Dawn of Midi on Tightropes and Intelligible Shapes

Mixtapes Streams Wednesdays at 3 pm and Saturdays at 8 pm on Q2 Music

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Wednesday, June 04, 2014

Dawn of Midi. L-R: Qasim Naqvi, Amino Belyamani, Aakaash Israni (Falkwyn de Goyeneche)

Though New York City's Dawn of Midi resembles a jazz trio, their mechanical, textured music has more in common with post-rockers Tortoise or the pensive electronica of Squarepusher than, say, Miles Davis. Blending elements of free jazz, IDM and contemporary classical with the occasional house beat, pianist Amino Belyamani, drummer Qasim Naqvi and bassist Aakaash Israni have developed a sound uniquely their own. Their latest album, "Dysnomia," was released in August last year and the trio performs at this month's Bang on a Can Marathon.

The members of Dawn of Midi write the following of their Mixtape:

Amino Belyamani

One of the hardest tasks as human beings is the comprehension of the chaotic structure in nature. The more rules and patterns one learns, the more you are repelled by them and want to break them. Some instead see through the chaos a gentle, unusual, yet intelligible shape, which is ubiquitous throughout all dimensions. This fractal can be felt, heard, and seen in these four pieces I have selected. 

Bela Bartok - Music for Strings, Percussion, and Celesta, BB 114: I. Andante tranquillo (Chicago Symphony Orchestra; Sir Georg Solti, conductor)
Olivier Messiaen - Vingt Regards sur l'Enfant- Jesus: V. Regard du Fils sur le Fils: Tres lent (Pierre-Laurent Aimard, piano)
Claude Debussy - Preludes Premier Livre: VI. Des pas sur la neige (Alexei Lubimov, piano)
Dmitri Shostakovich - String Quartet No. 2, Op. 68: III. Valse: Allegro (Pacifica Quartet)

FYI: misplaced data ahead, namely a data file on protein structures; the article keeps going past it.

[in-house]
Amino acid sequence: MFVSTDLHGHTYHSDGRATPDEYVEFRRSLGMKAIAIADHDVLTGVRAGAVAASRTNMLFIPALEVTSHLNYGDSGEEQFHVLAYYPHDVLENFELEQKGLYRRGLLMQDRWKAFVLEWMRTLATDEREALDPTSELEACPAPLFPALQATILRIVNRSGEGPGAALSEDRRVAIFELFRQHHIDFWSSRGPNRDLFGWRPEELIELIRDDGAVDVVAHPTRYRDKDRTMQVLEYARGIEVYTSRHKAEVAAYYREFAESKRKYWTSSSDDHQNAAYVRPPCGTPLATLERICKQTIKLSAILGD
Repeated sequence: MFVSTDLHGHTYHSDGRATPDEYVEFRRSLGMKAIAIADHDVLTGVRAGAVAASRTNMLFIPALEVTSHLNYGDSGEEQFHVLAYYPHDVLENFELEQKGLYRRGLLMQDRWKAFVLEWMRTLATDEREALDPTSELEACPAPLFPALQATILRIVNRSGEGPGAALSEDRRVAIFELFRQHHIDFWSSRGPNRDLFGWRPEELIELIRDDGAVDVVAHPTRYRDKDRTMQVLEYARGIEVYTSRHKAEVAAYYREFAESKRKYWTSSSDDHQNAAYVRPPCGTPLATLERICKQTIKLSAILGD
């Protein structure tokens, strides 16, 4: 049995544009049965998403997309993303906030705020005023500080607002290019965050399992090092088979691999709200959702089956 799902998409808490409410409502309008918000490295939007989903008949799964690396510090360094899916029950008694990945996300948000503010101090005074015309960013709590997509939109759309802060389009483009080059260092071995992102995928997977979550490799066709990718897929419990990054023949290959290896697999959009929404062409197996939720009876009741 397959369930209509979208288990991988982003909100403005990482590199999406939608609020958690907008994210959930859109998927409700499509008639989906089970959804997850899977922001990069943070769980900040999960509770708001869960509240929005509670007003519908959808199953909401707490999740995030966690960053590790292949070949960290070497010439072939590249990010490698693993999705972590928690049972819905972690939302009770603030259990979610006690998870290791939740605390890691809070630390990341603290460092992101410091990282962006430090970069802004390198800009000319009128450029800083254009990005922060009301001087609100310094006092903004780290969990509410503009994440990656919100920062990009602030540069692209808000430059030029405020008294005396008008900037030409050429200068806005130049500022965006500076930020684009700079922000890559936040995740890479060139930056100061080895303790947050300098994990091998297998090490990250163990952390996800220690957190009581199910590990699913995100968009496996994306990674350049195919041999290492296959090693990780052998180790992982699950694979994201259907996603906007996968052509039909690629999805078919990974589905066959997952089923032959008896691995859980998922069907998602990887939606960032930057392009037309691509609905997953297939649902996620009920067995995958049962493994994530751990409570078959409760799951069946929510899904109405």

Qasim Naqvi

Johnny Greenwood has a penchant for turning the orchestra into a broken machine.

This [Stravinsky's Orpheus: Pas de Deux] is one of my favorite and perhaps lesser known pieces by I.S. He always walks a tight rope between lightness and darkness and his ability to dynamically shift between these two spheres is unmatched.

When it comes to a symphony, Strauss ‘s power of orchestration is a great inspiration to me.

Takemitsu is one of the great self-taught composers of the 20th century. His sound is the perfect mash-up of European Impressionism and traditional Japanese Aesthetics. Hearing his music is like walking through a forest, encased in fog.

Jonny Greenwood - Proven Lands (BBC Concert Orchestra; Robert Ziegler, conductor)
Igor Stravinsky - Orpheus: Pas de Deux - Andante sostenuto (Royal Concertgebouw Orchestra; Neeme Jarvi, conductor)
Richard Strauss - Four Last Songs: Im Abendrot (Renee Felming, soprano; Houston Symphony Orchestra; Christoph Eschenbach, conductor)
Toru Takemitsu - Garden Rain (London Brass)

Aakaash Israni

Technically completed in December 1899, Nuages opens the door to the 20th century. Debussy's treatment of the orchestra as a 3 or 4 small chamber groups perforates what is normally a heavyset entity with air.

Ligeti beautifully demonstrated how the end of tonal writing did not necessarily mean the end of narrative, lyrical music.

Lang's extending a short verse through rhythmic repetions of each word while harmonizing in a baroque manner is such a beautfiul juxtaposition; it's like the glass pyramids at the louvre, it shouldn't have worked but it did and it's beautiful. 

What can be said about this [Feldman's Rothko Chapel]? One simply must listen.

Claude Debussy - Nocturnes: I. Nuages (Cleveland Orchestra; Pierre Boulez, conductor)
Gyorgy Ligeti - Etudes for Piano, Book 1: No. 5 Arc-en-ciel (Pierre-Laurent Aimard, piano)
David Lang - The Little Match Girl Passion: When It Is Time For Me To Go (Theatre of Voices; Paul Hillier, conductor)
Morton Feldman - Rothko Chapel: III. (UC Berkeley Chamber Chorus; Philip Brett, conductor)

*Not all compositions from the original streaming playlist appear on Spotify.

Produced by:

Hannis Brown
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